Investigation of Cryptosporidium clinical isolates and analysis with epidemiological data

March 2005

Executive summary

  1. The purpose of this project was to investigate Cryptosporidium hominis and Cryptosporidium parvum subtypes present in two different sample sets: (i) strains from cases implicated in a drinking waterborne outbreak associated with water sourced from Thirlmere and distributed via the Thirlmere aqueduct; (ii) strains from a DWI-funded case-control study of sporadic cryptosporidiosis undertakenin Wales and the North West of England to identify risk factors for sporadiccryptosporidiosis. Analysis with the epidemiological data was performed to identify trends in prevalence of subtypes, clusters of cases, risk factors andsources of infection, and measures for control.
  2. Multi-locus microsatellite fragment analysis was chosen on the basis of in-house and international evaluative studies and consultation with funders and the scientific community as the most suitable method for subtyping the required number of samples to a high degree of discrimination.
  3. Three microsatellite markers were analysed: microsatellite locus (ML) 1, ML2 and the gp15 surface glycoprotein gene (synonymous with gp60). Microsatellite regions were amplified by PCR and fragment lengths determined using the CEQ™ 8000 Genetic Analysis System. Fragment sizes for each locus were combined to produce a multi-locus fragment type for each strain.
  4. C. parvum was found to be significantly more variable than C. hominis in both the Thirlmere and case-control study sample sets. Therefore, subtyping using multi-locus microsatellite fragment analysis is therefore more suitable for studies of C. parvum variation than C. hominis variation.
  5. Multi-locus microsatellite fragment analysis of 190 strains from the case-control study group identified nine subtypes of C. hominis and 30 subtypes of C. parvum. 90% of C. hominis strains were of the same subtype. Three distinct clusters of the C. parvum strains were identified (SC1, SC2, SC3). Analysis with the epidemiological data revealed a significant association between C. parvum SC1 and animal contact. Associations were also found between ML1, ML2 and gp15 microsatellite sizes and animal contact, ML1 size being the most dramatic and having the potential to be a useful marker for zoonotic transmission. The results support the hypothesis that there may be specific clones of C. parvum that are adapted to a human-only life cycle. Phenographic analysis revealed significant associations between C. parvum SC1 cases and living in a rural area; this was also the case for the four most common C. parvum multi-locus fragment types, which were within SC1.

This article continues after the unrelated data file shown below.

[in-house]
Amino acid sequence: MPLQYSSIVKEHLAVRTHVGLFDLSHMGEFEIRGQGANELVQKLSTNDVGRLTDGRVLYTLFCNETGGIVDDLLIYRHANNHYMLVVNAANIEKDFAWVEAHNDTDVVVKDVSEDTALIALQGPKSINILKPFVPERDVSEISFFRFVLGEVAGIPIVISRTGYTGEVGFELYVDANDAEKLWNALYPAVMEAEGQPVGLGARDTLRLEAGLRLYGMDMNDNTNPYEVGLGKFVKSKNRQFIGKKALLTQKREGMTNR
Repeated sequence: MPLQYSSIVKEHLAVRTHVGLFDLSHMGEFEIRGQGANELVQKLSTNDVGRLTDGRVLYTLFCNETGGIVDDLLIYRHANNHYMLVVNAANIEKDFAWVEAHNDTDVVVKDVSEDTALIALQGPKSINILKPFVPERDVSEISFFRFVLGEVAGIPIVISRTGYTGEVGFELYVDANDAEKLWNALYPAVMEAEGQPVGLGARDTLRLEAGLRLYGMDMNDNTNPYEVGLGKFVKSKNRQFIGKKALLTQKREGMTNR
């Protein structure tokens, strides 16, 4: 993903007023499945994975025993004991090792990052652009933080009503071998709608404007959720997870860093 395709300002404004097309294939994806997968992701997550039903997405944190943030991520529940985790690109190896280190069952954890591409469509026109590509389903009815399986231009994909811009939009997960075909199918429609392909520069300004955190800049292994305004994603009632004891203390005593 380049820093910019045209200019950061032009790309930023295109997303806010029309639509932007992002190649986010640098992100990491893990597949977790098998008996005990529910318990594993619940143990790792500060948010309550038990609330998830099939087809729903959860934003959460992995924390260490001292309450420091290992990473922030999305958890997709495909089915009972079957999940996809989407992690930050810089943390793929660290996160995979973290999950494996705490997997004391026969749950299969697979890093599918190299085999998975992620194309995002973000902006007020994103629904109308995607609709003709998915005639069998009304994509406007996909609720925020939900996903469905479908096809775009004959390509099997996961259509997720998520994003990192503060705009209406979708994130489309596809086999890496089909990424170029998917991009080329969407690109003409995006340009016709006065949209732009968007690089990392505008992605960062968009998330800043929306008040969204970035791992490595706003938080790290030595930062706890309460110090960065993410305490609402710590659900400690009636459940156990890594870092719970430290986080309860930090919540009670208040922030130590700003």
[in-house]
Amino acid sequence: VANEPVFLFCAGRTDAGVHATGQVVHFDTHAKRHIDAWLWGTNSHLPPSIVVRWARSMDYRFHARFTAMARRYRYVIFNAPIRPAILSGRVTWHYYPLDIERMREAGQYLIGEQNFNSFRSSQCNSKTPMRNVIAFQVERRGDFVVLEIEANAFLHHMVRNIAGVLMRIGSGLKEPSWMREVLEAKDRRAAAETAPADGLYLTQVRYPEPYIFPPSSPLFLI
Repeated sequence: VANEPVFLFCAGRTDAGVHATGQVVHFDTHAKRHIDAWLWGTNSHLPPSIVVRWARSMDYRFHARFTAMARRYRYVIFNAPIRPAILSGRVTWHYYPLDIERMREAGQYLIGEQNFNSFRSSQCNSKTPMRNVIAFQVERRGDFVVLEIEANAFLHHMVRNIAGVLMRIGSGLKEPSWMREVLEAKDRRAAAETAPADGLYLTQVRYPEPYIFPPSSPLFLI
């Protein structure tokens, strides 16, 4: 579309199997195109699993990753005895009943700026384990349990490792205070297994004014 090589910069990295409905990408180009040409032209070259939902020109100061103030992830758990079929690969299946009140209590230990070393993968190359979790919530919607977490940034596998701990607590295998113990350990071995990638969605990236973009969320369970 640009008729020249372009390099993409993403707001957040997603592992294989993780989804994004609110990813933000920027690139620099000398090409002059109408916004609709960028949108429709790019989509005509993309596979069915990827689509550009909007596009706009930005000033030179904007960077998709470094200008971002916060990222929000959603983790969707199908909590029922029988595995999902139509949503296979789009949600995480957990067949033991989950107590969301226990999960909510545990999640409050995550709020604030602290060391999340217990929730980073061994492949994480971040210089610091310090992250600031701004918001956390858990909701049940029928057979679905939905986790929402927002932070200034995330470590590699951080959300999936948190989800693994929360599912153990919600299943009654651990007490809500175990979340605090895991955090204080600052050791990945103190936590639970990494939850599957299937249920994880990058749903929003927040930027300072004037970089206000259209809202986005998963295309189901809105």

6. Analysis of 99 Thirlmere outbreak strains identified one subtype of C. hominis and 17 subtypes of C. parvum. Three clusters of C. parvum cases were identified (C1a, C1b, C1c), corresponding to sub-clusters of SC1 from the case-control study group. Analysis with the epidemiological data revealed significant associations between species (C. hominis and C. parvum) and the frequency of consuming undercooked meat. The temporal incidence of C. hominis and C. parvum during the outbreak indicated that C. hominis strains were not part of this general outbreak. There was a significant relationship between living in a rural area and cases of C. parvum cluster 1a. Clustering of C. parvum subtype P36 was observed around Preston and Chorley, whereas there were no cases of P36 strains on the Fylde and only one in the Morecambe Bay area, supporting the epidemiological information which suggested that cases on the Fylde were not related to the Thirlmere supply and the cases in the Morecambe Bay area were probably not waterborne.
  7. As frequency of consumption of undercooked meat was identified as a risk factor for C. hominis and C. parvum infection, control measures should include recommendations to caterers and vulnerable individuals to cook meat thoroughly and adhere to food handling advice from the Food Standards Agency.
  8. As animal contact was identified as a risk factor for infection with certain subtypes of C. parvum, control measures should include recommendation of comprehensive hygiene and hand washing procedures for implementation during and after animal handling to minimise risk of hand-to-mouth transmission.

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